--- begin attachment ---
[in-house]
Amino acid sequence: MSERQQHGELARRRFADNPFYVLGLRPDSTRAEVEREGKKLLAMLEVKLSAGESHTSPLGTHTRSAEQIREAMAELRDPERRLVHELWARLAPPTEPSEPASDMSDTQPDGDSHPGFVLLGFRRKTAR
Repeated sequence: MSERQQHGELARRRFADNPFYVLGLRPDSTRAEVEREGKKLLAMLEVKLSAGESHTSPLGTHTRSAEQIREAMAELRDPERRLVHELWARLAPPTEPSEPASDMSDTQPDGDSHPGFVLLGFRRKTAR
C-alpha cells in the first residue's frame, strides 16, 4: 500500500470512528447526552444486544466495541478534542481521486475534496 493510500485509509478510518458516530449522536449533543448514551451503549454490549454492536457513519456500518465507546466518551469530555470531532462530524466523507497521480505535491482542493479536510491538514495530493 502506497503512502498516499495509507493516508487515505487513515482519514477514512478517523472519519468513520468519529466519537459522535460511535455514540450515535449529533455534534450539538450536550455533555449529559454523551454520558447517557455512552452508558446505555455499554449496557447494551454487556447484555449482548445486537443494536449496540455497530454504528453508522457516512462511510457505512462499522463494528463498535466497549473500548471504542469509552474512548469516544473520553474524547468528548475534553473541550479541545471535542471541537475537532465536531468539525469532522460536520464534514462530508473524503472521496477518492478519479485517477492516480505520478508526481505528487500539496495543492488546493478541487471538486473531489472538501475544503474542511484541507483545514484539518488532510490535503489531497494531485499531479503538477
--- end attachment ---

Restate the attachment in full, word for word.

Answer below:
[in-house]
Amino acid sequence: MSERQQHGELARRRFADNPFYVLGLRPDSTRAEVEREGKKLLAMLEVKLSAGESHTSPLGTHTRSAEQIREAMAELRDPERRLVHELWARLAPPTEPSEPASDMSDTQPDGDSHPGFVLLGFRRKTAR
Repeated sequence: MSERQQHGELARRRFADNPFYVLGLRPDSTRAEVEREGKKLLAMLEVKLSAGESHTSPLGTHTRSAEQIREAMAELRDPERRLVHELWARLAPPTEPSEPASDMSDTQPDGDSHPGFVLLGFRRKTAR
C-alpha cells in the first residue's frame, strides 16, 4: 500500500470512528447526552444486544466495541478534542481521486475534496 493510500485509509478510518458516530449522536449533543448514551451503549454490549454492536457513519456500518465507546466518551469530555470531532462530524466523507497521480505535491482542493479536510491538514495530493 502506497503512502498516499495509507493516508487515505487513515482519514477514512478517523472519519468513520468519529466519537459522535460511535455514540450515535449529533455534534450539538450536550455533555449529559454523551454520558447517557455512552452508558446505555455499554449496557447494551454487556447484555449482548445486537443494536449496540455497530454504528453508522457516512462511510457505512462499522463494528463498535466497549473500548471504542469509552474512548469516544473520553474524547468528548475534553473541550479541545471535542471541537475537532465536531468539525469532522460536520464534514462530508473524503472521496477518492478519479485517477492516480505520478508526481505528487500539496495543492488546493478541487471538486473531489472538501475544503474542511484541507483545514484539518488532510490535503489531497494531485499531479503538477